After initialization, each UMA station can transmit only in its own assigned time slot. Each UMA station includes an internal current time slot counter that keeps track of the current time slot. If a UMA station does not have a data packet to send when the current time slot counter equals the corresponding assigned time slot, the station will remain idle for a predetermined interval before losing its turn to the next station in the time slot sequence. If the UMA station has a packet to send, the station will transmit when the current time slot counter corresponds to the assigned time slot. After transmission, the current time slot counter is updated for the next station, and the last transmitted station effectively goes to the end of the sequence. If the current time slot counter reaches the last station (e.g., station E), the counter wraps around to the first assigned time slot (e.g., station A).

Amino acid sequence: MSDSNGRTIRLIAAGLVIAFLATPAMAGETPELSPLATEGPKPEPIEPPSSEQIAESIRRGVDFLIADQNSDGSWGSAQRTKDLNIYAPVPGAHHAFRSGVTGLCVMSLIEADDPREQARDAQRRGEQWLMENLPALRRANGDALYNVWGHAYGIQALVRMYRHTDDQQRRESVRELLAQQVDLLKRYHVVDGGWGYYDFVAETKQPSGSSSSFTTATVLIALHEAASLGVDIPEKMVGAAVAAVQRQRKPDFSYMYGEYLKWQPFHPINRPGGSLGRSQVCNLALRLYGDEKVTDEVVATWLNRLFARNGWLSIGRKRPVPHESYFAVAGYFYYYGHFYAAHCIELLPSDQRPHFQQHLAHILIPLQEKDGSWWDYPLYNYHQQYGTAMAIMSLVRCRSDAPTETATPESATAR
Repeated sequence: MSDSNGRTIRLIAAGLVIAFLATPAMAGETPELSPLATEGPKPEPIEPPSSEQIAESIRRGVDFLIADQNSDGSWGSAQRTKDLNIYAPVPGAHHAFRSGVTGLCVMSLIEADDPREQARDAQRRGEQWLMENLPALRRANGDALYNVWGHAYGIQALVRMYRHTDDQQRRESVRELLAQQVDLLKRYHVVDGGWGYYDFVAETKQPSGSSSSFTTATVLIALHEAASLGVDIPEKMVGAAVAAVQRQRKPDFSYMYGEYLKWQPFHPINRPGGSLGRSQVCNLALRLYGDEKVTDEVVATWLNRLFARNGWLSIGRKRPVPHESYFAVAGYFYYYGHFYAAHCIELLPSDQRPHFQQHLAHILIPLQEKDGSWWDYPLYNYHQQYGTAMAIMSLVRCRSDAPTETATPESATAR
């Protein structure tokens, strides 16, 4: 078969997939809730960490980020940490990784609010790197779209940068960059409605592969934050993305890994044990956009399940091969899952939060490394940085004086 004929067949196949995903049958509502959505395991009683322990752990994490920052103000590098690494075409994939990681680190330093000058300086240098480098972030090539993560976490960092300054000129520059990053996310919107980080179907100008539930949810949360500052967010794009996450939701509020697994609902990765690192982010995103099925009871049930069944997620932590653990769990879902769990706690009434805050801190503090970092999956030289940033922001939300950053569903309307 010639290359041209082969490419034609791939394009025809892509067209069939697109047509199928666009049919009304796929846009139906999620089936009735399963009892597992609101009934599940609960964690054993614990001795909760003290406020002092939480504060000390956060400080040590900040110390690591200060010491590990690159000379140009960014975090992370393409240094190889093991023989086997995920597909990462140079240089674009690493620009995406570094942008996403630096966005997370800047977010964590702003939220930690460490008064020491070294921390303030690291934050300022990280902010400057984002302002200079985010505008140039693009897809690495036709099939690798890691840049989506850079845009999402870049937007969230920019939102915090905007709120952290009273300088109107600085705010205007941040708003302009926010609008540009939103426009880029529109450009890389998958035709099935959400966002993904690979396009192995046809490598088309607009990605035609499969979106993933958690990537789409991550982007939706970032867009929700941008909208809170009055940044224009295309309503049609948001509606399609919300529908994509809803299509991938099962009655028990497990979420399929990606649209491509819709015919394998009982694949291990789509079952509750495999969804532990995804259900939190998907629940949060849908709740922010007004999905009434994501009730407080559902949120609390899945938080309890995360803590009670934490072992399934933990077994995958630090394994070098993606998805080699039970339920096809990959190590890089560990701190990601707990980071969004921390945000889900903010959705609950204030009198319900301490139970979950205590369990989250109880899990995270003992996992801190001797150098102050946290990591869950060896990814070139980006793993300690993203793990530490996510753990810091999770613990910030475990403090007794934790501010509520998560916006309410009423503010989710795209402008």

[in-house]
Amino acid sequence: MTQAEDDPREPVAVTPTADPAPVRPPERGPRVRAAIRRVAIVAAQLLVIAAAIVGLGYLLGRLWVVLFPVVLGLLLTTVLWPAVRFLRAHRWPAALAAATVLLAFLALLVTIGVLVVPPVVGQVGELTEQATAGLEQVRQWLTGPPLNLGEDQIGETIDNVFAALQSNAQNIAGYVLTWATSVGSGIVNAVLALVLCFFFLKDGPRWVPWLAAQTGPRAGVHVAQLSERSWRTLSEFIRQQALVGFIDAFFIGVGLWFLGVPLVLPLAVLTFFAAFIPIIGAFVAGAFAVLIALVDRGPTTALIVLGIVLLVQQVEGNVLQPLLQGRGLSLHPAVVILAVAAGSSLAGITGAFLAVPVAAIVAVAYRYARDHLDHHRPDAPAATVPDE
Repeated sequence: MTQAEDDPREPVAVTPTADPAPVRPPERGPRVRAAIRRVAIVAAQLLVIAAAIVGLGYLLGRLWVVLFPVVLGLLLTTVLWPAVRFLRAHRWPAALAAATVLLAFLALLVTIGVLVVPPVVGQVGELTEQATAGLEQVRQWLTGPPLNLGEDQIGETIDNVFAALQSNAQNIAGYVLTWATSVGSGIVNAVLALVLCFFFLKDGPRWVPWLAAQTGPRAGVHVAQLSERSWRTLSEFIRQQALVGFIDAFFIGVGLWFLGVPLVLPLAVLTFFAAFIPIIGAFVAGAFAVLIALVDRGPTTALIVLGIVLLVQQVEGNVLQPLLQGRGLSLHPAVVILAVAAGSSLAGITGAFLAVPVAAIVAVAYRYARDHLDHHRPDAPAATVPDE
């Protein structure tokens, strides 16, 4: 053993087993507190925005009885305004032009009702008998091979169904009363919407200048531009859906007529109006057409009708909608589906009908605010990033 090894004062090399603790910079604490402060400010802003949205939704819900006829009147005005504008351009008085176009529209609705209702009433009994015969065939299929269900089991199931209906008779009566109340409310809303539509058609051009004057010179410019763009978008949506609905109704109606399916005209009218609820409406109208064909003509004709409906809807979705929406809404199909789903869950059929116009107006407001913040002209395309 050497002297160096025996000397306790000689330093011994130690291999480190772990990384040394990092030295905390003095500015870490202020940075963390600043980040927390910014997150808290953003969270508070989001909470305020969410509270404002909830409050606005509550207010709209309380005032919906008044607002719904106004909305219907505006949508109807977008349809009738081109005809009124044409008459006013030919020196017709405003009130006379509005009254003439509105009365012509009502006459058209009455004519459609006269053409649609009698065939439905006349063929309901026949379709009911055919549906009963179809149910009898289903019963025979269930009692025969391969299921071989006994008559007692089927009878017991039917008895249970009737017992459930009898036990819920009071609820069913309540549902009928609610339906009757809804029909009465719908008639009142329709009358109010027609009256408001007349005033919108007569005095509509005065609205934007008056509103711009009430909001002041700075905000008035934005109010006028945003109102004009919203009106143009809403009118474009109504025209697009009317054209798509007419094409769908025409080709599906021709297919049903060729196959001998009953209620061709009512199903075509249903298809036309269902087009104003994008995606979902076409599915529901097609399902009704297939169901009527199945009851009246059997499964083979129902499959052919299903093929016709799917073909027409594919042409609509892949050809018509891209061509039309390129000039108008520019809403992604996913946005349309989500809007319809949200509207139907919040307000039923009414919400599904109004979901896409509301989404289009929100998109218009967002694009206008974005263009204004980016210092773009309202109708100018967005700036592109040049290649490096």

The UMA arrangement has the advantage of providing a half-duplex network with bounded access latencies for applications such as audio, video, interactive multimedia, or real-time applications. However, efforts to combine UMA stations into existing Ethernet networks having stations using CSMA/CD, known as "mixed-mode" networks, have created the problem that the UMA stations will dominate over the CSMA/CD stations. UMA stations transmit without sensing a receive carrier, resulting in an increased probability of collisions on the media. Moreover, UMA stations do not use the TBEB algorithm in response to detecting a collision, but begin retransmission after waiting the minimum IPG. Hence, the UMA stations will invariably dominate over carrier-sense stations using CSMA/CD, and take over access to the media.

DISCLOSURE OF THE INVENTION